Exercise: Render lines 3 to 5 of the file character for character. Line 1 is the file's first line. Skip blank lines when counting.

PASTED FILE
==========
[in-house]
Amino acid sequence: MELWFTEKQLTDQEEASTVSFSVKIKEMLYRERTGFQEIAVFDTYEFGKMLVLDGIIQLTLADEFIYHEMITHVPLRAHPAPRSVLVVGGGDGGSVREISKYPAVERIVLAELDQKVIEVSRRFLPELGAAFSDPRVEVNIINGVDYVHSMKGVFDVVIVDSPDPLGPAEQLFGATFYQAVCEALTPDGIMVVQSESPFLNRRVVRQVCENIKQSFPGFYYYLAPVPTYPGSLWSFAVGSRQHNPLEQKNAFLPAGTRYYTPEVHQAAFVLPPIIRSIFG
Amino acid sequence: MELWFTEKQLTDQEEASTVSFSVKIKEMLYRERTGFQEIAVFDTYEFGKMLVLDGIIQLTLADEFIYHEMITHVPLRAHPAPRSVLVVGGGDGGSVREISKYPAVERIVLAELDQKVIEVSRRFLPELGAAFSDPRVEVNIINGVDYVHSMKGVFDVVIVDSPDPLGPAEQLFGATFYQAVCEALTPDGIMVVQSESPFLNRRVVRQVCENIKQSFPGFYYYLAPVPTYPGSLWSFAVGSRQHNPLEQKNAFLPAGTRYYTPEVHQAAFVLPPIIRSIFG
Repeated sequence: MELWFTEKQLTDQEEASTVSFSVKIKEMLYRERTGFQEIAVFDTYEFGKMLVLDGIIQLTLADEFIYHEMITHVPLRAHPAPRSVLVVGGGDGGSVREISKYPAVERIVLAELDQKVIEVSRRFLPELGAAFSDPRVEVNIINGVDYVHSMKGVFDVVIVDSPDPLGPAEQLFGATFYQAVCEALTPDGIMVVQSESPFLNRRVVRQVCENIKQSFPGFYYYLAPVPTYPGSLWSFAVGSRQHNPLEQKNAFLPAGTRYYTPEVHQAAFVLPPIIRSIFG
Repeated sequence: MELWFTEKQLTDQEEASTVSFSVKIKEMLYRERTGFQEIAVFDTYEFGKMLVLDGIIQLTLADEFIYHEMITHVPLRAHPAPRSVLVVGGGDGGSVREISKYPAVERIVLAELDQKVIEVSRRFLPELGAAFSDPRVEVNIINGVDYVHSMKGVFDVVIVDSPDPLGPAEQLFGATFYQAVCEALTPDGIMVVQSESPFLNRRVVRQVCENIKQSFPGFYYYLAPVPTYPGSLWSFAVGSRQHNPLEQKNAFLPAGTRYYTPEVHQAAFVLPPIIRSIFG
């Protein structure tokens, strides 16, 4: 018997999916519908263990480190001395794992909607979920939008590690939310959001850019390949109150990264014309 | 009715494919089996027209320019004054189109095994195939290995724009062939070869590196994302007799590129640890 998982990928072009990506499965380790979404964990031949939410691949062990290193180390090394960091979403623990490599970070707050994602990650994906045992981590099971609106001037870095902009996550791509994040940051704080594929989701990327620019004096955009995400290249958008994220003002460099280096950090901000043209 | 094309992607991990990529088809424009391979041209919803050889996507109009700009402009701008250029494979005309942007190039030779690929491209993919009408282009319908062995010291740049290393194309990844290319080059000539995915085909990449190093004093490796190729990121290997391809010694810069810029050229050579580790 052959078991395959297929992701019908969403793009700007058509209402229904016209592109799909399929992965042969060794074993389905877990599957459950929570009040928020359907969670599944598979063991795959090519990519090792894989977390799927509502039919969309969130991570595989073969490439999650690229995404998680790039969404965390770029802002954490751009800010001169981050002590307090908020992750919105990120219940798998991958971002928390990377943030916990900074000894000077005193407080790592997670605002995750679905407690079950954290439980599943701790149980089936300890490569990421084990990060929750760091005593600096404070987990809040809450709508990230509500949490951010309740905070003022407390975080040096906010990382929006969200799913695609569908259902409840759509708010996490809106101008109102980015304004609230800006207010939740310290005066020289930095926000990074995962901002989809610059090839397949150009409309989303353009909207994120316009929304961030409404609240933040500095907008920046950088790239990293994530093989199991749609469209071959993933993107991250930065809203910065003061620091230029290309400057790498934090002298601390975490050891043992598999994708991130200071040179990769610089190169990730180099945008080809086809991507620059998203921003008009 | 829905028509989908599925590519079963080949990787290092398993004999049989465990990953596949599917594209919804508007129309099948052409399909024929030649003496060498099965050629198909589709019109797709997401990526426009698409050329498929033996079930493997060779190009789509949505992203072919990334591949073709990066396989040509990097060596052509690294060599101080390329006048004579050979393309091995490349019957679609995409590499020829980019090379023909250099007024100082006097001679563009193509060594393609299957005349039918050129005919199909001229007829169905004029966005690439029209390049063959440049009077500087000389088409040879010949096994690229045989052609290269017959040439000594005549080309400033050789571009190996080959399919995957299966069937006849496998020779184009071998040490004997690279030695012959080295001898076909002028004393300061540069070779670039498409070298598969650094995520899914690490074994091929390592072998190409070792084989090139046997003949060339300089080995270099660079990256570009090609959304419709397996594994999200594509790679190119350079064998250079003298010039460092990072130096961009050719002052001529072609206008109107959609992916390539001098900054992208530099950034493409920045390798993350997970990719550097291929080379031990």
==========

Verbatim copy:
Amino acid sequence: MELWFTEKQLTDQEEASTVSFSVKIKEMLYRERTGFQEIAVFDTYEFGKMLVLDGIIQLTLADEFIYHEMITHVPLRAHPAPRSVLVVGGGDGGSVREISKYPAVERIVLAELDQKVIEVSRRFLPELGAAFSDPRVEVNIINGVDYVHSMKGVFDVVIVDSPDPLGPAEQLFGATFYQAVCEALTPDGIMVVQSESPFLNRRVVRQVCENIKQSFPGFYYYLAPVPTYPGSLWSFAVGSRQHNPLEQKNAFLPAGTRYYTPEVHQAAFVLPPIIRSIFG
Repeated sequence: MELWFTEKQLTDQEEASTVSFSVKIKEMLYRERTGFQEIAVFDTYEFGKMLVLDGIIQLTLADEFIYHEMITHVPLRAHPAPRSVLVVGGGDGGSVREISKYPAVERIVLAELDQKVIEVSRRFLPELGAAFSDPRVEVNIINGVDYVHSMKGVFDVVIVDSPDPLGPAEQLFGATFYQAVCEALTPDGIMVVQSESPFLNRRVVRQVCENIKQSFPGFYYYLAPVPTYPGSLWSFAVGSRQHNPLEQKNAFLPAGTRYYTPEVHQAAFVLPPIIRSIFG
Repeated sequence: MELWFTEKQLTDQEEASTVSFSVKIKEMLYRERTGFQEIAVFDTYEFGKMLVLDGIIQLTLADEFIYHEMITHVPLRAHPAPRSVLVVGGGDGGSVREISKYPAVERIVLAELDQKVIEVSRRFLPELGAAFSDPRVEVNIINGVDYVHSMKGVFDVVIVDSPDPLGPAEQLFGATFYQAVCEALTPDGIMVVQSESPFLNRRVVRQVCENIKQSFPGFYYYLAPVPTYPGSLWSFAVGSRQHNPLEQKNAFLPAGTRYYTPEVHQAAFVLPPIIRSIFG